In 1949, one Billboard writer estimated that Sister Rosetta Tharpe was grossing $200,000 per year; keeping at least $120,000 of that as her own earnings. For context, according to the 1949 US census, (published by the Bureau of Census in 1951) “the income of the average family was $3,100 in 1949” – Tharpe was earning almost forty times that. To get there, she overcame both the institutionalised and explicit racism and sexism that pervaded society and the music industry – she had to not only be phenomenally musically talented but clever and incredibly ambitious. Indeed, during the 1940s Tharpe was one of the USA’s hardest touring artists.

Today someone who showed such prowess on the electric guitar, such mastery of complex singing techniques, and such resulting fame and fortune would be labelled a rock star. Although Tharpe has been held up in recent years as the Godmother of rock and roll and in practice may well be considered the first rock and roll star, she certainly would not have been called it. The rock and roll genre did not come into its own until the mid-1950s, when Tharpe was already beginning to fade into obscurity, and the term ‘rock star’ has since become associated almost exclusively with white young men.

In 1950, Tharpe’s good fortune began to run out.  The singer Marie Knight, with whom she had been partnered very successfully for a number of years, stopped working with Tharpe after losing her mother and her two children in a house fire.  Additionally, rumour had it that Tharpe and Knight had been romantic as well as professional partners – the resulting scandal was taking chunks out of  Tharpe’s popularity.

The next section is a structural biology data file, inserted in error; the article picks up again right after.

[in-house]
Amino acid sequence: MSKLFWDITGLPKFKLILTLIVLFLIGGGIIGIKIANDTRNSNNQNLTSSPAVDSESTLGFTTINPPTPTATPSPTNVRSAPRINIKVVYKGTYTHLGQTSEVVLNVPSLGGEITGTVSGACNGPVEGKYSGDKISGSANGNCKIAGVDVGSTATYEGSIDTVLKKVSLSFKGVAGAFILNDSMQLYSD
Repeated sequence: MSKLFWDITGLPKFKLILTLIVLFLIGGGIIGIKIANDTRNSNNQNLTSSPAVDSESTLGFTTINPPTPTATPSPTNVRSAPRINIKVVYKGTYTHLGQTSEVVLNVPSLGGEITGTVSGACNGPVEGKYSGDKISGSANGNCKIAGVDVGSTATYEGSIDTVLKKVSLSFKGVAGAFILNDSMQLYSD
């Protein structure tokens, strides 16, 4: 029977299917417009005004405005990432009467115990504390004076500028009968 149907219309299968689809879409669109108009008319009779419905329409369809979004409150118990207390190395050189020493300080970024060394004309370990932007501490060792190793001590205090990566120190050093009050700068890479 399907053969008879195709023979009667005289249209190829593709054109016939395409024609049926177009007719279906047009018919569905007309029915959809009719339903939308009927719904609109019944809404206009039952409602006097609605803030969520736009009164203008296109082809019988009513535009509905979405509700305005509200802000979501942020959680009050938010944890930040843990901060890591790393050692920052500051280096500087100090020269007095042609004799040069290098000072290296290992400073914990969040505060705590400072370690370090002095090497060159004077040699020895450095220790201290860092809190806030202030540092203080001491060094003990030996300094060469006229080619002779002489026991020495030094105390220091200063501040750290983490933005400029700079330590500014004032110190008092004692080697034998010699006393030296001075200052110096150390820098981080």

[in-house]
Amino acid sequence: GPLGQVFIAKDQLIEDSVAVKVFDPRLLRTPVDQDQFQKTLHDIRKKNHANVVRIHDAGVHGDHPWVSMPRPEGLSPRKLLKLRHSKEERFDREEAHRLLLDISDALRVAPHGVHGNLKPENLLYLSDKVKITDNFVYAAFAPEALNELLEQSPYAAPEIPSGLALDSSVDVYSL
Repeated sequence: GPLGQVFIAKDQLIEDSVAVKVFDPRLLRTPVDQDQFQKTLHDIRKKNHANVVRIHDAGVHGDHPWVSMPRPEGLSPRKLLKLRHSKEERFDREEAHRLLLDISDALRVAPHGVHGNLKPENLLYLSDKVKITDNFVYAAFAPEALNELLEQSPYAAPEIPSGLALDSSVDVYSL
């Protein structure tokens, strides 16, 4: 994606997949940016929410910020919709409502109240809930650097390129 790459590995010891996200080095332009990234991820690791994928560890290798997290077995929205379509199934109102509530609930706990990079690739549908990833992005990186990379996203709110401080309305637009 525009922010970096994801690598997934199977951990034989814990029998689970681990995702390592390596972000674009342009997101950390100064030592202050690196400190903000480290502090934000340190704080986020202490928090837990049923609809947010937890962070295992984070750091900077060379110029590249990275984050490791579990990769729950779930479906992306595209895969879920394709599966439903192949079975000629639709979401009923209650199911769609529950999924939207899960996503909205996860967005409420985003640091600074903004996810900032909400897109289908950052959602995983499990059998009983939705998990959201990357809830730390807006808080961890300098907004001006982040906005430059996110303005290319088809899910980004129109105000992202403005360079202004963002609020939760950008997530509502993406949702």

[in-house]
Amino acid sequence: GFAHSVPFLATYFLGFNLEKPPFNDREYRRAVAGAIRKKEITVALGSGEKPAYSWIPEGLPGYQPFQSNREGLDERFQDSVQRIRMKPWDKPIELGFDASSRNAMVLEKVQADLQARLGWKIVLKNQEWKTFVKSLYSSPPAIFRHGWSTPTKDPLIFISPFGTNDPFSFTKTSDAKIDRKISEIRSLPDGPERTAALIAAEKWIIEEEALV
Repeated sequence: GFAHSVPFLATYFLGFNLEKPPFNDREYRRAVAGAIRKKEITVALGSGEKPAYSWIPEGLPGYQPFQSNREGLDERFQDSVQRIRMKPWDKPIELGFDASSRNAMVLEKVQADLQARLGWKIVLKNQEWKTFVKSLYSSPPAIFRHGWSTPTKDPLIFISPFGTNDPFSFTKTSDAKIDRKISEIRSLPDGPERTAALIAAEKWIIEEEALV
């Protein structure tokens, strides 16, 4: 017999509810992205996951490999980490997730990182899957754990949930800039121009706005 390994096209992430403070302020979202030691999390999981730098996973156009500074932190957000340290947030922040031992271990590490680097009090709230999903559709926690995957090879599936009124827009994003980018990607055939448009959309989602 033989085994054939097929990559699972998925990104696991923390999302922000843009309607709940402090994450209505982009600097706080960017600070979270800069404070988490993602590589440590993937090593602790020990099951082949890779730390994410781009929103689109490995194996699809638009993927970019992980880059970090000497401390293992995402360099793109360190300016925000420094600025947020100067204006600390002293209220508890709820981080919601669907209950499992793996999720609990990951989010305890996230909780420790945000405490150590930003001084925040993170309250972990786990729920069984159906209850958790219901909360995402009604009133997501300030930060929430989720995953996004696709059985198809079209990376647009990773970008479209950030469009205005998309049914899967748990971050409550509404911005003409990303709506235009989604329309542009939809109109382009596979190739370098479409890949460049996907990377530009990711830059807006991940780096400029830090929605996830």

To top it all off, the music media had begun to pit Tharpe against fellow gospel singer Mahalia Jackson. Matters were only made worse when Decca had Tharpe record a version of ‘Move On Up a Little Higher’ in January 1949, a song with which Jackson had recently had a monumental hit. There was little difference between the two singers’ versions but Tharpe’s was seen as an attempt by fading star to piggyback on the fame of a rising one.

Jackson’s career was very much the antithesis of Tharpe’s – she had spurned the call of Broadway while Tharpe had accepted it; she sang to traditional piano or organ accompaniment whereas Tharpe accompanied herself on the electric guitar; she stuck to gospel while Tharpe ventured into blues; she was dubbed ‘Mother’ Mahalia while Tharpe remained ‘Sister’. While the music that Tharpe played in the late 1940s and early 1950s was no different – she continued to mostly play gospel songs – she was painted in the press as the more deviant of the two performers. Words like ‘flamboyant’ hinted at the rumours surrounding Tharpe’s sexuality as journalists compared her theatrical exuberance to Jackson’s modesty and propriety. It did not take long for Jackson to eclipse her and for an erasure of Tharpe and her music from popular history to begin to take place.